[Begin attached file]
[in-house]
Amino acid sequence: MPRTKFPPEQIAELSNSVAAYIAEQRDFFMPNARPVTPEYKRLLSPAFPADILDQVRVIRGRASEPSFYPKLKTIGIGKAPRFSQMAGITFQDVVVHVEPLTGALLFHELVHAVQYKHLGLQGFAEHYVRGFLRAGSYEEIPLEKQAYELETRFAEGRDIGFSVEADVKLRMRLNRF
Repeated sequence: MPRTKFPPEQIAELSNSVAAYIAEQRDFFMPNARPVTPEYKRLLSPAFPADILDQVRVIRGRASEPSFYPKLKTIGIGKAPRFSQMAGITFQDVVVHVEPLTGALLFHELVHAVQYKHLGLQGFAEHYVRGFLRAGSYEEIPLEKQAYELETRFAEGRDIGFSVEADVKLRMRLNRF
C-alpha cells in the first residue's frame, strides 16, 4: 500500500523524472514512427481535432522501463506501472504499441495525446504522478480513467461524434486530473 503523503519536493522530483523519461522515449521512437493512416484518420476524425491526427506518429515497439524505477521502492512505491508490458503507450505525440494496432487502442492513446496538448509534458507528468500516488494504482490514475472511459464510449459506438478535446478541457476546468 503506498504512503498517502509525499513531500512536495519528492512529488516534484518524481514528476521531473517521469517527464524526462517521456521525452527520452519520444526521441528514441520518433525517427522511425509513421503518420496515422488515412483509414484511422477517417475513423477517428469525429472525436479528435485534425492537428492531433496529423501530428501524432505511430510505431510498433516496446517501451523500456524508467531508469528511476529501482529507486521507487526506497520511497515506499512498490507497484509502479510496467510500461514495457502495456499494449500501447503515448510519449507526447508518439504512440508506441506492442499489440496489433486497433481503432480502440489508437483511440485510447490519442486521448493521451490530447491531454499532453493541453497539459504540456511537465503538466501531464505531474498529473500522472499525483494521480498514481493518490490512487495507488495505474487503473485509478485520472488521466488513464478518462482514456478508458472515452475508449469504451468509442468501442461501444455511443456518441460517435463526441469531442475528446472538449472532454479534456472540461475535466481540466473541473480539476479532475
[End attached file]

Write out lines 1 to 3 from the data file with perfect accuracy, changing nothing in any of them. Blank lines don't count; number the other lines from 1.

[in-house]
Amino acid sequence: MPRTKFPPEQIAELSNSVAAYIAEQRDFFMPNARPVTPEYKRLLSPAFPADILDQVRVIRGRASEPSFYPKLKTIGIGKAPRFSQMAGITFQDVVVHVEPLTGALLFHELVHAVQYKHLGLQGFAEHYVRGFLRAGSYEEIPLEKQAYELETRFAEGRDIGFSVEADVKLRMRLNRF
Repeated sequence: MPRTKFPPEQIAELSNSVAAYIAEQRDFFMPNARPVTPEYKRLLSPAFPADILDQVRVIRGRASEPSFYPKLKTIGIGKAPRFSQMAGITFQDVVVHVEPLTGALLFHELVHAVQYKHLGLQGFAEHYVRGFLRAGSYEEIPLEKQAYELETRFAEGRDIGFSVEADVKLRMRLNRF